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Stefan Zwierlein
Attended Freie Universität Berlin
18,348 followers|671,431 views
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Stefan Zwierlein

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Touch before you touch
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First man goes up in the air in a Volocopter
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Path to efficient intercontinental travel 
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Blimp Drones upcoming
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Sunny rotations
 
In the extreme ultraviolet light wavelengths, a pair of active regions begin to rotate into view in this dazzling display of twisting arches seen Oct. 27-28, 2015 by our Solar Dynamics Observatory.
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Dusty days
 
No Longer Just for Astronauts: View 1 | NASA/NOAA DSCOVR
When the DSCOVR mission was conceived in the late 1990s, one of the central ideas was to provide daily, natural-color views of the entire Earth set against the backdrop of space—a view afforded at that point to just a few astronauts and a handful of space probes. Those images would be freely available to the public—not just the scientists and the space industry—on the Internet. Seventeen years later, everyone can now look at our home every day.

On October 19, 2015, NASA launched a new website where it posts images of the full, sunlit side of Earth as observed by EPIC, the Earth Polychromatic Imaging Camera. The instrument flies on the Deep Space Climate Observatory (DSCOVR), a satellite built through a partnership between NASA, the National Oceanic and Atmospheric Administration (NOAA), and the U.S. Air Force. DSCOVR collects its images and measurements from a vantage point one million miles above the Earth and toward the Sun.

Once a day, the EPIC team at NASA posts roughly a dozen new color images of Earth that were acquired 12 to 36 hours earlier. The image here was captured by EPIC at 04:17:11 Universal Time (Greenwich Mean Time) on October 21, 2015.

The primary objective of the DSCOVR mission is to maintain NOAA’s real-time solar wind monitoring capabilities, which are critical to the accuracy and lead time of space weather alerts and forecasts. NASA has two Earth-observing instruments on the spacecraft, including EPIC, a four-megapixel CCD camera and telescope.

EPIC assembles its photograph-like views by combining information from the instrument’s red, green, and blue bands. Bands are narrow regions of the electromagnetic spectrum to which a remote sensing instrument responds. When EPIC collects data, it takes a series of 10 images at different bands—from ultraviolet to near infrared.

The effective resolution of the EPIC camera is somewhere between 10 and 15 kilometers (6 to 9 miles) per pixel, according to Adam Szabo, DSCOVR project scientist at NASA’s Goddard Space Flight Center. Since Earth is extremely bright compared to the darkness of space, the exposure time for images is as little as 20 to 100 milliseconds. The much fainter stars in the background are not visible because of this short exposure time.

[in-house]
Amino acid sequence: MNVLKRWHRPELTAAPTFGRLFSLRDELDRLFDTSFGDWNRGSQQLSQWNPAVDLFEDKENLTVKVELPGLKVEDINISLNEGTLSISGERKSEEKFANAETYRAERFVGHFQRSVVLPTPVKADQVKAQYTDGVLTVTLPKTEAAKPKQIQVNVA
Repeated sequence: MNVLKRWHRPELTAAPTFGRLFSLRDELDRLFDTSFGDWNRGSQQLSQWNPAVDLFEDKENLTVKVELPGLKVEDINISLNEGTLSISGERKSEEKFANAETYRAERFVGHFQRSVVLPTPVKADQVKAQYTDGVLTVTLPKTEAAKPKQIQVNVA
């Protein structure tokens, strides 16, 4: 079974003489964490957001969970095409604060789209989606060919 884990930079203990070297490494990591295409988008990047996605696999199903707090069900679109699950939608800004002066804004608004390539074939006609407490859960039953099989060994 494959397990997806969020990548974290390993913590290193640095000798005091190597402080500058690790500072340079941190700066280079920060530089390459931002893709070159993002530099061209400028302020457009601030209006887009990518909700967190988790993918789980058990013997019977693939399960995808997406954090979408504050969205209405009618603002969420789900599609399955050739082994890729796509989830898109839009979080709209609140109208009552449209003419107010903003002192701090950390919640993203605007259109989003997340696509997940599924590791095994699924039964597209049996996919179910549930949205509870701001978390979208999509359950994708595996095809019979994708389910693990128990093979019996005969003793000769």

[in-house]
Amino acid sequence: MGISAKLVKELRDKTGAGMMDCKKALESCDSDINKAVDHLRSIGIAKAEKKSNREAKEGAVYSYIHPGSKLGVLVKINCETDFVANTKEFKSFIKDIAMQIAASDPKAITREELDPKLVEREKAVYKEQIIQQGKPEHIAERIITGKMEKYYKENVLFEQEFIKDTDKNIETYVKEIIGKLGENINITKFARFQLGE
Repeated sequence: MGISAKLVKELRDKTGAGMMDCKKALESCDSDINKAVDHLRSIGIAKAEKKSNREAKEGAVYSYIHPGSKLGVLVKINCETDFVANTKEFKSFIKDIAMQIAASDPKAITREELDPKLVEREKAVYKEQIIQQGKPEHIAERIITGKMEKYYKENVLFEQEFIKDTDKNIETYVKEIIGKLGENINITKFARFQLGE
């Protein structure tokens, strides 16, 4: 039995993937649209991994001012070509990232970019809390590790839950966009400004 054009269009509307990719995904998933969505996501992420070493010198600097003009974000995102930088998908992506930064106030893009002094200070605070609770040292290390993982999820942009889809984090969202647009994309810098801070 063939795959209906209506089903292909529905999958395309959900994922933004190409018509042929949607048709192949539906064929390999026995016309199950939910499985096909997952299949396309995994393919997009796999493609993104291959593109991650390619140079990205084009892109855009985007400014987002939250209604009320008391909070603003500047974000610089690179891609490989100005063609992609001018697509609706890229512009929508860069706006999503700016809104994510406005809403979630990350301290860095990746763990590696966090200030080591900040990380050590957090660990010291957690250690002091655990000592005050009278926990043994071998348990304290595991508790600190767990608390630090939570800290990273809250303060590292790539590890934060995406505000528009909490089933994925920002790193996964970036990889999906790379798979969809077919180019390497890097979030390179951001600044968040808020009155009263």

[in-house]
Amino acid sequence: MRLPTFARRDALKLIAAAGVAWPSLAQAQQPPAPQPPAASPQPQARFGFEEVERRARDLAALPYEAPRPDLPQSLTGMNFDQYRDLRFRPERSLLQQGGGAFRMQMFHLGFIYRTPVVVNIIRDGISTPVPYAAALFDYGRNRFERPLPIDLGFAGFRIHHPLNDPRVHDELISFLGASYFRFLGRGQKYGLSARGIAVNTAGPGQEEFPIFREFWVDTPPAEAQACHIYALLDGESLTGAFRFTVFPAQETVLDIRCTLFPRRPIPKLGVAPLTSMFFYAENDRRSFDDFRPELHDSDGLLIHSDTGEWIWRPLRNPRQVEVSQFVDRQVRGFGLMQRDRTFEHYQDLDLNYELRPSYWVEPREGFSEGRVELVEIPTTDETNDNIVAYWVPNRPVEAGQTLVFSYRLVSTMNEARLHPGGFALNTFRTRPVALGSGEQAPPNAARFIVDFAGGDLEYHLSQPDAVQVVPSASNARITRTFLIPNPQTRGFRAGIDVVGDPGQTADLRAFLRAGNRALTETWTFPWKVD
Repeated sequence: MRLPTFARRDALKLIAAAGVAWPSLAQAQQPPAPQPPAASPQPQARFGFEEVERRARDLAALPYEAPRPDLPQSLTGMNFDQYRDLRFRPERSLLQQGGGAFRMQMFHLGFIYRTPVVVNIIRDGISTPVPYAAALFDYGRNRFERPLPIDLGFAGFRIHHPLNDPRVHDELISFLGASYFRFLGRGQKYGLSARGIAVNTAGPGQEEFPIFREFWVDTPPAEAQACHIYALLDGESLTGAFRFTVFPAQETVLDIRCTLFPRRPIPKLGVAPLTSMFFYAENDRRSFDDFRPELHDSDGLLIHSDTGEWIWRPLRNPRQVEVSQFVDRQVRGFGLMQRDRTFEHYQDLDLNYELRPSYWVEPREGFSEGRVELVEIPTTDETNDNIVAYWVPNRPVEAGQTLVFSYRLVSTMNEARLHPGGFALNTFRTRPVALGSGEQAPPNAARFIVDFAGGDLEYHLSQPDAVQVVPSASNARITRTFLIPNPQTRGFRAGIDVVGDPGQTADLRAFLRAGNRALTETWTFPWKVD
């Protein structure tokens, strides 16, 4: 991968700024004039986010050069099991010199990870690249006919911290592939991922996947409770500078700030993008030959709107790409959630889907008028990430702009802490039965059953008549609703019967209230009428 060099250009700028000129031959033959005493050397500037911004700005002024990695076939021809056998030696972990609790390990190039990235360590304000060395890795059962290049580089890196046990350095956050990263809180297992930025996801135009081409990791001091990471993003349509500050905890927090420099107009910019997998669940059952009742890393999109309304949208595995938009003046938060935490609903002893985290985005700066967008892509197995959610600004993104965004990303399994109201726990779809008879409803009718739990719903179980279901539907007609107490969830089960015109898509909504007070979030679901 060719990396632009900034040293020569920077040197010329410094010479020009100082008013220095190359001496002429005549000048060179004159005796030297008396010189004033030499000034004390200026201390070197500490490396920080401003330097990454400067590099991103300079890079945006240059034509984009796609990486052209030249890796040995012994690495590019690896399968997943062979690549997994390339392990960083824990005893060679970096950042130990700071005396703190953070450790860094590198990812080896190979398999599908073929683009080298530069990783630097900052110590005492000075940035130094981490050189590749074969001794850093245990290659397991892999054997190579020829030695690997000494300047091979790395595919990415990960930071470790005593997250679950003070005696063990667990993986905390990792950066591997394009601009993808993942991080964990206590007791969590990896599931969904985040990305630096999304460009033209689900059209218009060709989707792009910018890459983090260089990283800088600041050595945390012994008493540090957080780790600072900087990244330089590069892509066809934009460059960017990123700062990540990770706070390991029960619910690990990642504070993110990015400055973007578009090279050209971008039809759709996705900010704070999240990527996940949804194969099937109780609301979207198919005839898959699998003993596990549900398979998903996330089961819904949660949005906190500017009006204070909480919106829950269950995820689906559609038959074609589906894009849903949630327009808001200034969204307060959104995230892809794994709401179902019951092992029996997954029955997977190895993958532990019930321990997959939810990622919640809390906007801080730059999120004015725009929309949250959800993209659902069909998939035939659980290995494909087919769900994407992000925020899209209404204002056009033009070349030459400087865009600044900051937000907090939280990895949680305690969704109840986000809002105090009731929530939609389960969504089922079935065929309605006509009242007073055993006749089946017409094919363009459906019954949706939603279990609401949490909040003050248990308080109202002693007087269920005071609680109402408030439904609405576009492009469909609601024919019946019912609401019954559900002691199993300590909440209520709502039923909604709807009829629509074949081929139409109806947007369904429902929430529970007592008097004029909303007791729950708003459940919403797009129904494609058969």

You can view those images daily by clicking here: 
http://epic.gsfc.nasa.gov/
All images are public domain.

Image Credit: NASA image from the DSCOVR EPIC team
Caption Credit: Mike Carlowicz and Robert Gutro
Instrument: DSCOVR - EPIC
Release Date: October 23, 2015

+NASA's Earth Observatory 
+NASA Goddard 
+NOAA Weather 
+Lockheed Martin 
+CSIRO science image 

#NASA #NOAA #Space #Satellite #Earth #DSCOVR #Solar #Sun #SolarWind #Weather #Science #Climate #DeepSpace
#Observatory #EPIC #USAF #AirForce #Military #Orbit #Lagrange #AlGore #Asia #Australia #Global #International #Humanity #Public
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If my printer was a hundred times faster, it would probably jam a hundred times sooner.
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Power Blimp
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A Flying AppEngine logo :)
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Meditating
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Collect energy high in the sky
 
Is it a bird? Is it a plane? Nope, it's an energy kite! 

Google is developing a new type of wind turbine that flies around in circles like a kite, providing access to stronger and steadier winds at higher altitudes. Amazing! http://bit.ly/1PNneVF
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Education
  • Freie Universität Berlin
    Computer Science
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GDG Berlin, GoogleWatchBlogger, curious about language semantics, technical cognition, researcher, developer and consultant from Berlin Germany
Introduction
Computer Scientist, Developer, Blogger from Berlin, Germany. 

Currently I work as a consultant for a german software company in topics of Business IT Management and software development. 

My study topics are artificial intelligence, technical cognition, natural language understanding and processing, search engine personalization, process optimization, structural technical design and technical architectures of software. 

I founded the german Google Watch Blog, a news site about Web 2.0 technologies and worked in a university project for a political communication portal. My private non tech hobbies are cycling, photography and music. 

Have fun with technology.

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Developer, Consultant, Blogger
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Ruhiger Park mit Teich und Wiesen Hin und wieder kommen einem Jogger entgegen. Ein großer Spielplatz befindet sich auf der Nordseite.
Public - a year ago
reviewed a year ago
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